Asterix and Obelix both have their unique skills such as Asterix being able to fit into tighter spaces than Obelix before pressing a switch to open a door for Obelix to enter the room followed by Obelix performing a move to fit into the middle of a circular object with Asterix needing to spin the outer wheel of the object in order to catapult Obelix onto a higher otherwise out of reach platform; therefore emphasising the need for the player to switch between the two lead characters. Meanwhile, Obelix can smash through reinforced doors, Asterix can fit into a small pulley system and Obelix can manoeuvre the pulley by holding onto a rope that leads to a previously out of reach platform.

Character upgrades are available from the in-game shop that can be purchased via in-game currency in the form of knights helmets that are collected by destroying crates and defeating enemies. Character upgrades are separated into four categories with the first upgrades including objects such as shields to increase the health of Asterix and Obelix at a price of 50 knights helmets; techniques such as an attack for Dogmatix that inflicts 50% more damage on enemies for a cost of 500 knights helmets; upgrades such as mastering the art of punching in order to hit enemies at a much faster pace after having hit them repeatedly for a price of 1,000 knights helmets; and figurines that can be purchased for a varying quantity of knights helmets.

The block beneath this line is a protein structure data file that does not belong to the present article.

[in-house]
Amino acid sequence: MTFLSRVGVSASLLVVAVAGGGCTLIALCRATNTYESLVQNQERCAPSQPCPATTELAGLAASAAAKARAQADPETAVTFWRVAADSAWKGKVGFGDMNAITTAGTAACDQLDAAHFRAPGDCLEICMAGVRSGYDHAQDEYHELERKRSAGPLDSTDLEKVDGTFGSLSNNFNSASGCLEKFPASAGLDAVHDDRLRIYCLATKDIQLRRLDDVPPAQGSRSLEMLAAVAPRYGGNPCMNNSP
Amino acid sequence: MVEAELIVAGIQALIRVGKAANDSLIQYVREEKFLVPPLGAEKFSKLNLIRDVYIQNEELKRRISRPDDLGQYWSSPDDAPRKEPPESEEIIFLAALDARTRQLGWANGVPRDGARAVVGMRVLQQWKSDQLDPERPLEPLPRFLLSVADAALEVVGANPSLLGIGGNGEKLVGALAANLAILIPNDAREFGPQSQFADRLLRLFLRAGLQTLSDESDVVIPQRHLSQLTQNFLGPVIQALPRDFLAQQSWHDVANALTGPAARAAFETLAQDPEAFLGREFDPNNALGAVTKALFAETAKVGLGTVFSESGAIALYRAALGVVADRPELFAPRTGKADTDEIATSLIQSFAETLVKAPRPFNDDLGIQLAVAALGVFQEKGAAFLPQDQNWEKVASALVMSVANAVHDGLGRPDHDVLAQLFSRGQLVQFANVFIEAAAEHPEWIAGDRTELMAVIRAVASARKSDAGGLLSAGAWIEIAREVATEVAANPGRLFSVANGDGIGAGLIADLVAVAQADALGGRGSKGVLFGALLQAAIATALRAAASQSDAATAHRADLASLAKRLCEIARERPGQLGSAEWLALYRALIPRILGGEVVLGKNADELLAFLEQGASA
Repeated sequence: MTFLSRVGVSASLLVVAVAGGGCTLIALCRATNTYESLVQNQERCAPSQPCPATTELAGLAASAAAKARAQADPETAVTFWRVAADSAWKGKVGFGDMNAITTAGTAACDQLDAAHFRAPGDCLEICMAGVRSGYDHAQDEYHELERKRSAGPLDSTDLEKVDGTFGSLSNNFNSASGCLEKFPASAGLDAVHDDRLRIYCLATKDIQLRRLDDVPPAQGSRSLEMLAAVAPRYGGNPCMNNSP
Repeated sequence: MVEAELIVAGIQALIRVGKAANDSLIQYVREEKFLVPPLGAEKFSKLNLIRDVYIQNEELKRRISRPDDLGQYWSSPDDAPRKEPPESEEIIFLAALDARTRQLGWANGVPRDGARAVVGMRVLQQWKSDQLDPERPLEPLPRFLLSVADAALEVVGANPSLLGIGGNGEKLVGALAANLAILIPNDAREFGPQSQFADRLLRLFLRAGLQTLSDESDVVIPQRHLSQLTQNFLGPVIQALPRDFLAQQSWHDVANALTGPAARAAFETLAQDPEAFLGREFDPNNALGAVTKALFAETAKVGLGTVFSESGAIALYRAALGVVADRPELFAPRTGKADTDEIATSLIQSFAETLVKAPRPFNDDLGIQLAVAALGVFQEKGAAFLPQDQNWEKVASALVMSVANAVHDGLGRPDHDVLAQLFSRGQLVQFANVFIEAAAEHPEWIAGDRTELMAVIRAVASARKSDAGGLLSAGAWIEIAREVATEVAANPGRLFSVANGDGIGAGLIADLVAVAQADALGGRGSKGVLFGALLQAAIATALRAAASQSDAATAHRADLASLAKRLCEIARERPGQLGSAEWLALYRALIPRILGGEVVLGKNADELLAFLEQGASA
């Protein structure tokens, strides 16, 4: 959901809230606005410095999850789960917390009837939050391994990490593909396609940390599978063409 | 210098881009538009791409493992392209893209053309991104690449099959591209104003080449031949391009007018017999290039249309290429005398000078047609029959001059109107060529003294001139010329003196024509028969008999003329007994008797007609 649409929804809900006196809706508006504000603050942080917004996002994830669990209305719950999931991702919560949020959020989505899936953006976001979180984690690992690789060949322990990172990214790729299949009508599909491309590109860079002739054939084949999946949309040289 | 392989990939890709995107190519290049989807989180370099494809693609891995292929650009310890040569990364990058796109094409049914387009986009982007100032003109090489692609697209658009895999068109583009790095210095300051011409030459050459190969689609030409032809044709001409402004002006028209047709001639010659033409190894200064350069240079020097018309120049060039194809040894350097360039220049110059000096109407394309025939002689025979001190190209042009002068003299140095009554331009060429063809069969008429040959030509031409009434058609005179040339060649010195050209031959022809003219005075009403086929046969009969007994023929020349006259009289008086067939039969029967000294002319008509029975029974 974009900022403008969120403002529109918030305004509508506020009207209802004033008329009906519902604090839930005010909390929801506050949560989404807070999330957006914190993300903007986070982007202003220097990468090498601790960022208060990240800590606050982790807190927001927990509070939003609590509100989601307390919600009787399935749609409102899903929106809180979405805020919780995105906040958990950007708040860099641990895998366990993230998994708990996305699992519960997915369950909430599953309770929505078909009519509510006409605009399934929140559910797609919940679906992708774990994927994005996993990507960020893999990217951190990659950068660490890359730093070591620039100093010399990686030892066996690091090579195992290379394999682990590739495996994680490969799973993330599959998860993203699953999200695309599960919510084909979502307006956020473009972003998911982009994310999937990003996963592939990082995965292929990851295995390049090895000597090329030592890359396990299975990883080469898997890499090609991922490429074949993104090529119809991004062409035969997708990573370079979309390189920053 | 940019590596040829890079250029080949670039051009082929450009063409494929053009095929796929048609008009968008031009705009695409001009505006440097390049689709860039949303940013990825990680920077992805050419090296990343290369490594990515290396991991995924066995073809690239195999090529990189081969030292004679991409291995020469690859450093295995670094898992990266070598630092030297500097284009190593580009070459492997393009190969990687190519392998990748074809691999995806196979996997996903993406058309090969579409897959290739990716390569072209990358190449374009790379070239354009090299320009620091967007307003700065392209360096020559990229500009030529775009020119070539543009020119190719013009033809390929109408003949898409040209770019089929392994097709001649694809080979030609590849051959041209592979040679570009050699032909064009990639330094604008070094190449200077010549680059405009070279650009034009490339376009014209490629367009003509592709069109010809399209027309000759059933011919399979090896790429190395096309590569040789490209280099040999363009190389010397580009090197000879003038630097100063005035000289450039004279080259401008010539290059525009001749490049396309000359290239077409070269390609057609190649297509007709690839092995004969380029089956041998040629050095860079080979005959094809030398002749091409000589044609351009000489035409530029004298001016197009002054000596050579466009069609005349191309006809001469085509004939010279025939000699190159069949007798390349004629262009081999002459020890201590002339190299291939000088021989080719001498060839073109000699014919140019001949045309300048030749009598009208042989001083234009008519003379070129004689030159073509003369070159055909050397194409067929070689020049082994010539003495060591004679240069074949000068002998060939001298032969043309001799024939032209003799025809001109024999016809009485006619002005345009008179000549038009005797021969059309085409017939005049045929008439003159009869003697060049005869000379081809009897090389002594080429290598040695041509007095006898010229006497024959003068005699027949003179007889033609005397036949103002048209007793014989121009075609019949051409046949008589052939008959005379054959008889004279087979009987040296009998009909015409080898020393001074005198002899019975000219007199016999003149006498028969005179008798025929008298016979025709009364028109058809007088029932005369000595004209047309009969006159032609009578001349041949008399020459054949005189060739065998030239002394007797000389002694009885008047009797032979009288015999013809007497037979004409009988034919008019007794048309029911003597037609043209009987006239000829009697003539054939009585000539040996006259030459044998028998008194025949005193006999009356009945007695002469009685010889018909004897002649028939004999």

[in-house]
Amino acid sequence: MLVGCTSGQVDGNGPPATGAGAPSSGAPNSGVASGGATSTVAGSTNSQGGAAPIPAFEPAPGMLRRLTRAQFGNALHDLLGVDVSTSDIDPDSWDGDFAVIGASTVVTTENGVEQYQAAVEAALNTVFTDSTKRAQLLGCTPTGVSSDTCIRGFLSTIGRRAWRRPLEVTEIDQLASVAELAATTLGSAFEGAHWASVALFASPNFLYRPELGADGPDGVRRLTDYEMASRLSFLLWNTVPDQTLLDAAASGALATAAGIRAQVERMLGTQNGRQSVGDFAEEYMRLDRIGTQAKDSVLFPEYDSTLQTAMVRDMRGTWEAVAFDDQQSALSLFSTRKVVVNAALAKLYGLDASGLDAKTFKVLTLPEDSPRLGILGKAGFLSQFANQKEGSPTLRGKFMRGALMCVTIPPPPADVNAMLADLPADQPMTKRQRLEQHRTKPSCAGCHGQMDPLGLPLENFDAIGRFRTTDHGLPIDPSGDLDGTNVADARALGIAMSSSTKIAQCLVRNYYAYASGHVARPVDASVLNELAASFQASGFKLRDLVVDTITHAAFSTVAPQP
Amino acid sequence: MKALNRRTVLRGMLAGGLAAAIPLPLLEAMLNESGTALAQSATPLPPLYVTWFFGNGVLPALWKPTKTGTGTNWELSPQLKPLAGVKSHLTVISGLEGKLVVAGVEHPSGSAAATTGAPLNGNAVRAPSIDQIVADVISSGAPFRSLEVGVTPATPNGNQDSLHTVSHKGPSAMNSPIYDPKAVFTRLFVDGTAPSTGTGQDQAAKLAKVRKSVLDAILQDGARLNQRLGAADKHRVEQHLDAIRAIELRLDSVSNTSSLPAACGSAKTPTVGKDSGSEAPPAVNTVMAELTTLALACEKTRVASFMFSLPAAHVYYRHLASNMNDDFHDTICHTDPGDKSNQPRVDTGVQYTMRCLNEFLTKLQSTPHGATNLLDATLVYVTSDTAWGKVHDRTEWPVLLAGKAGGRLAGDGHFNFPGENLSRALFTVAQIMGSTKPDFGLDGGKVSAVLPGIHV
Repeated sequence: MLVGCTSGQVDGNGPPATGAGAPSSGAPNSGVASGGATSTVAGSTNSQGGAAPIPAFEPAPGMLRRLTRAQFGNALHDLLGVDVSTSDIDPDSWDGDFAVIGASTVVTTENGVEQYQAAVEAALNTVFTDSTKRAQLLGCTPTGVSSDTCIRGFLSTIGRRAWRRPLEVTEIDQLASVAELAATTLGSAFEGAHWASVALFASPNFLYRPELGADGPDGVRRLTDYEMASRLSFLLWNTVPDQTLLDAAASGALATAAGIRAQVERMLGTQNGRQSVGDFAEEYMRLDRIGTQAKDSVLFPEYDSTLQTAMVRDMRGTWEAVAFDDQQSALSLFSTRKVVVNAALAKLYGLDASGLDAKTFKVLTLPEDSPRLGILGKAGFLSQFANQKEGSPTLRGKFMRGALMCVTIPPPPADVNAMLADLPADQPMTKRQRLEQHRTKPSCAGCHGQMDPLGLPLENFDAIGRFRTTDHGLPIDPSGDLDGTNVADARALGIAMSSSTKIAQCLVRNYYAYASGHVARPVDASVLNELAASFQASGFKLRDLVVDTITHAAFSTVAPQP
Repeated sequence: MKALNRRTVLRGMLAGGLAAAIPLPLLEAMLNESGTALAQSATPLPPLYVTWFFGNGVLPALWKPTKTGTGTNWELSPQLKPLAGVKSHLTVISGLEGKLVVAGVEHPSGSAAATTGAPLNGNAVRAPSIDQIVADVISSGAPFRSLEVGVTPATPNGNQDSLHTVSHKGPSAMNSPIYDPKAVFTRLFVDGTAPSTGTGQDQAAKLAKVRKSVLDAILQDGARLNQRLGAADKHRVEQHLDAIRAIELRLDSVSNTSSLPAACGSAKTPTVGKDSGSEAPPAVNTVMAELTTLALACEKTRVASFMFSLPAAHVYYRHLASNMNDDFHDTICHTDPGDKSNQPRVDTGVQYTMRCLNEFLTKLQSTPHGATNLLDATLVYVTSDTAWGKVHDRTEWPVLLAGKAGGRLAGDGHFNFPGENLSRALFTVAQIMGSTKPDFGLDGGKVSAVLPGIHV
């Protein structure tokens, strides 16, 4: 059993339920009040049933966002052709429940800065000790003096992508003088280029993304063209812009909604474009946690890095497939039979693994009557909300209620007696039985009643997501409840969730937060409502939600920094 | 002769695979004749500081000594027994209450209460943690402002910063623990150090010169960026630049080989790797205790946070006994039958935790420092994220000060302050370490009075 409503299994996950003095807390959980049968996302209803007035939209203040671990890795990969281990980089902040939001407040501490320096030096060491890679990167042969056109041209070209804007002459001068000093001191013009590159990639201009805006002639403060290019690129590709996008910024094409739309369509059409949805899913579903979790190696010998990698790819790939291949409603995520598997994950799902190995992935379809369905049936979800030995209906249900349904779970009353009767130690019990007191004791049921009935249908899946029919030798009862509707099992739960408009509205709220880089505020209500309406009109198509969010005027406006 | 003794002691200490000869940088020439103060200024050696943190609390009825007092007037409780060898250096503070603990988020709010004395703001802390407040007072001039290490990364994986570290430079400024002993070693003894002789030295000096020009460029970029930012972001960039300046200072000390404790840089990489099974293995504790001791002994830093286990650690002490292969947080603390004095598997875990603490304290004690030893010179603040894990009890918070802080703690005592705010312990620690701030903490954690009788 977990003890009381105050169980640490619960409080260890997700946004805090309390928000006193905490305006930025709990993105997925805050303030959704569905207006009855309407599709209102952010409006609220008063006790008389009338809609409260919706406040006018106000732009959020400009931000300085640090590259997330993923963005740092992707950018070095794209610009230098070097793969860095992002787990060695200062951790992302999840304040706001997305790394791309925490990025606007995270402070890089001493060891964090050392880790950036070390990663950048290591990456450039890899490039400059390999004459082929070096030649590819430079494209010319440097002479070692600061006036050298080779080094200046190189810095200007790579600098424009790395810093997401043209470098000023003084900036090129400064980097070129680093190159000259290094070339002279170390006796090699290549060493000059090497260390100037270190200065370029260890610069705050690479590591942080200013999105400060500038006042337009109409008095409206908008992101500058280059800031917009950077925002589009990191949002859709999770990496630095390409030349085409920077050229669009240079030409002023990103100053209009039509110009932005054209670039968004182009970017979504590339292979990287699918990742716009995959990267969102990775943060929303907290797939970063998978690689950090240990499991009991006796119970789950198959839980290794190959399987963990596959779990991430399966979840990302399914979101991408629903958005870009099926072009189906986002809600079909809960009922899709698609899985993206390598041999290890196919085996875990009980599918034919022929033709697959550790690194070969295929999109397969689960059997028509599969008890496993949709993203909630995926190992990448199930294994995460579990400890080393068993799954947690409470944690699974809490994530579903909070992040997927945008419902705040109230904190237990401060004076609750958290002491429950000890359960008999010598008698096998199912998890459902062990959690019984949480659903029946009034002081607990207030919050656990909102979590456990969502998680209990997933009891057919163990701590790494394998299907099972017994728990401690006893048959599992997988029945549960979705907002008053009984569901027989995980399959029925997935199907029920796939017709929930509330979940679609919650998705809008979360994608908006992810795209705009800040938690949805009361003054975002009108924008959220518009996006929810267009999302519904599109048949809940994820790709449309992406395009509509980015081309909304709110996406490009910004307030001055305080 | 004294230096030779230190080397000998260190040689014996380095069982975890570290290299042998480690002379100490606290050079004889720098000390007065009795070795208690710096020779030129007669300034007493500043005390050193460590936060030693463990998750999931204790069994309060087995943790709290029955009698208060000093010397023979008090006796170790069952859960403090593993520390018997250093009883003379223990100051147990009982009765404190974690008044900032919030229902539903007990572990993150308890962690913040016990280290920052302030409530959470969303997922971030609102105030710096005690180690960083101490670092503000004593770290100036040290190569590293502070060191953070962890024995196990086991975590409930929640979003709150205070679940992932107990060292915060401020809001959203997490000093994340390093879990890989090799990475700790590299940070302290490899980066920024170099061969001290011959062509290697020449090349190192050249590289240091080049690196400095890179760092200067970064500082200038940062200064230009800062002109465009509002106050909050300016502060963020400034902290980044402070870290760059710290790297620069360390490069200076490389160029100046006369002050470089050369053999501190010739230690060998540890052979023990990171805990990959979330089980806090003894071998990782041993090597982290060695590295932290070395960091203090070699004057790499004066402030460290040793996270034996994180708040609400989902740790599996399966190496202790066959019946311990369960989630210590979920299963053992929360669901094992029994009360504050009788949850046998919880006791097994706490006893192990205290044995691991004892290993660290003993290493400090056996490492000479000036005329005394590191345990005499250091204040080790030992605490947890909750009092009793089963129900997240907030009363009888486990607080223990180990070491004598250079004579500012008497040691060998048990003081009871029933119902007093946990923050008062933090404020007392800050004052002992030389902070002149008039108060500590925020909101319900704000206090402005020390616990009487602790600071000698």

The main abilities of Asterix and Obelix are spread over the course of five categories including life, fury, passive, combos and techniques in the style of a skills tree. Life expands the maximum quantity of hearts from 4 to 7; levels 2 and 3 of fury mode increases damage inflicted to enemies by 25% and 50% respectively; passive abilities increase the stun time on enemies by 50% and defeated enemies occasionally drop a leg of lamb to replenish health; and combos provide unique special moves after pressing a combination of four buttons in the appropriate order. Meanwhile, techniques provide a further 7 moves to perform on enemies when in combat such as the Dogmatix move; making enemies spin into other enemies; sliding into enemies to simultaneously stun and inflict damage; using an enemy as a whip against his allies; piledriving an enemy in order to simultaneously create a shockwave that inflicts damage on enemies and pushes them back; throwing an enemy at other enemies to stun and inflict damage; and an aerial move that causes a shockwave to stun nearby enemies.